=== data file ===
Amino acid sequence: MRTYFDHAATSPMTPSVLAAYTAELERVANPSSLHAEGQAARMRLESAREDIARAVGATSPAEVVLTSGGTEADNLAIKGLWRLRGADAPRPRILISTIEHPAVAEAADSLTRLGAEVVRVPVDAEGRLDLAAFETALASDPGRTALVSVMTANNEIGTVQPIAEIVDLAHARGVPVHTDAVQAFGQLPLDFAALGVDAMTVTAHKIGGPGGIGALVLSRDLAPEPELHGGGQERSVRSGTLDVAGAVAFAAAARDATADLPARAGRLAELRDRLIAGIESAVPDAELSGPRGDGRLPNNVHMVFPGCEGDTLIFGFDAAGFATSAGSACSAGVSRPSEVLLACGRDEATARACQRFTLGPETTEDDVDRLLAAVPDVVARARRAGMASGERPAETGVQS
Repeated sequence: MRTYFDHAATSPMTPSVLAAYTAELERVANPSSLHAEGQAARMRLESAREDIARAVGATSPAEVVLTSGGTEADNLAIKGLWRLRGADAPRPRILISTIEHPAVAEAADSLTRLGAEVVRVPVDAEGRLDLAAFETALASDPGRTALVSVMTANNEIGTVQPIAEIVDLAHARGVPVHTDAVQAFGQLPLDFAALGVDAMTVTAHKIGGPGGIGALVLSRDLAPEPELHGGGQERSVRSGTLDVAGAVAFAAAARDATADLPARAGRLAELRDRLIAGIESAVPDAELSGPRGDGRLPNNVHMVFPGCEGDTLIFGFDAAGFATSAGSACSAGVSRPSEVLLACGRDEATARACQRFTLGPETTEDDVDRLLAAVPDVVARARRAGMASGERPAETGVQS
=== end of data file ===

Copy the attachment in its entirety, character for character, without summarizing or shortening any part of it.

Amino acid sequence: MRTYFDHAATSPMTPSVLAAYTAELERVANPSSLHAEGQAARMRLESAREDIARAVGATSPAEVVLTSGGTEADNLAIKGLWRLRGADAPRPRILISTIEHPAVAEAADSLTRLGAEVVRVPVDAEGRLDLAAFETALASDPGRTALVSVMTANNEIGTVQPIAEIVDLAHARGVPVHTDAVQAFGQLPLDFAALGVDAMTVTAHKIGGPGGIGALVLSRDLAPEPELHGGGQERSVRSGTLDVAGAVAFAAAARDATADLPARAGRLAELRDRLIAGIESAVPDAELSGPRGDGRLPNNVHMVFPGCEGDTLIFGFDAAGFATSAGSACSAGVSRPSEVLLACGRDEATARACQRFTLGPETTEDDVDRLLAAVPDVVARARRAGMASGERPAETGVQS
Repeated sequence: MRTYFDHAATSPMTPSVLAAYTAELERVANPSSLHAEGQAARMRLESAREDIARAVGATSPAEVVLTSGGTEADNLAIKGLWRLRGADAPRPRILISTIEHPAVAEAADSLTRLGAEVVRVPVDAEGRLDLAAFETALASDPGRTALVSVMTANNEIGTVQPIAEIVDLAHARGVPVHTDAVQAFGQLPLDFAALGVDAMTVTAHKIGGPGGIGALVLSRDLAPEPELHGGGQERSVRSGTLDVAGAVAFAAAARDATADLPARAGRLAELRDRLIAGIESAVPDAELSGPRGDGRLPNNVHMVFPGCEGDTLIFGFDAAGFATSAGSACSAGVSRPSEVLLACGRDEATARACQRFTLGPETTEDDVDRLLAAVPDVVARARRAGMASGERPAETGVQS